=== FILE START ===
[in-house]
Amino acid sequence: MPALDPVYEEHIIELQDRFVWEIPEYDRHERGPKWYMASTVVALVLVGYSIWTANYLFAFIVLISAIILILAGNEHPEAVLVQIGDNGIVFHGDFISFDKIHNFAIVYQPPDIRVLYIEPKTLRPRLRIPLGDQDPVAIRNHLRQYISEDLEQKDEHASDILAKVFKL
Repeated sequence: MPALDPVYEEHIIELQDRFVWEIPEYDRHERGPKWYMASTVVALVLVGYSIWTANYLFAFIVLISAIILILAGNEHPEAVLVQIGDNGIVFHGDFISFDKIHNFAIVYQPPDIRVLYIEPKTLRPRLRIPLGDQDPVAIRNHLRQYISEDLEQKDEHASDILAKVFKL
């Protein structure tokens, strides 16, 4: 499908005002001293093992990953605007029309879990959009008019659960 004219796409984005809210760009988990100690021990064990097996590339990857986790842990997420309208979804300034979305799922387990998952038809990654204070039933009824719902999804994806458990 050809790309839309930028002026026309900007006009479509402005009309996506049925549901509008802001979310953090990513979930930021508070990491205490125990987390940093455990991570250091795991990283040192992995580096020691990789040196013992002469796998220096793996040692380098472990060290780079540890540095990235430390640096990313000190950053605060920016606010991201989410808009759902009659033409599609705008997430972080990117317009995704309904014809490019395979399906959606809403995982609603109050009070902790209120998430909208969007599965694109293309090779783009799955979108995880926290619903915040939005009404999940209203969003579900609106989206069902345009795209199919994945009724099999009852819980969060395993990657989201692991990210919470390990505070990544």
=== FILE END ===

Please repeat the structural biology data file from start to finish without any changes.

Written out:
[in-house]
Amino acid sequence: MPALDPVYEEHIIELQDRFVWEIPEYDRHERGPKWYMASTVVALVLVGYSIWTANYLFAFIVLISAIILILAGNEHPEAVLVQIGDNGIVFHGDFISFDKIHNFAIVYQPPDIRVLYIEPKTLRPRLRIPLGDQDPVAIRNHLRQYISEDLEQKDEHASDILAKVFKL
Repeated sequence: MPALDPVYEEHIIELQDRFVWEIPEYDRHERGPKWYMASTVVALVLVGYSIWTANYLFAFIVLISAIILILAGNEHPEAVLVQIGDNGIVFHGDFISFDKIHNFAIVYQPPDIRVLYIEPKTLRPRLRIPLGDQDPVAIRNHLRQYISEDLEQKDEHASDILAKVFKL
């Protein structure tokens, strides 16, 4: 499908005002001293093992990953605007029309879990959009008019659960 004219796409984005809210760009988990100690021990064990097996590339990857986790842990997420309208979804300034979305799922387990998952038809990654204070039933009824719902999804994806458990 050809790309839309930028002026026309900007006009479509402005009309996506049925549901509008802001979310953090990513979930930021508070990491205490125990987390940093455990991570250091795991990283040192992995580096020691990789040196013992002469796998220096793996040692380098472990060290780079540890540095990235430390640096990313000190950053605060920016606010991201989410808009759902009659033409599609705008997430972080990117317009995704309904014809490019395979399906959606809403995982609603109050009070902790209120998430909208969007599965694109293309090779783009799955979108995880926290619903915040939005009404999940209203969003579900609106989206069902345009795209199919994945009724099999009852819980969060395993990657989201692991990210919470390990505070990544």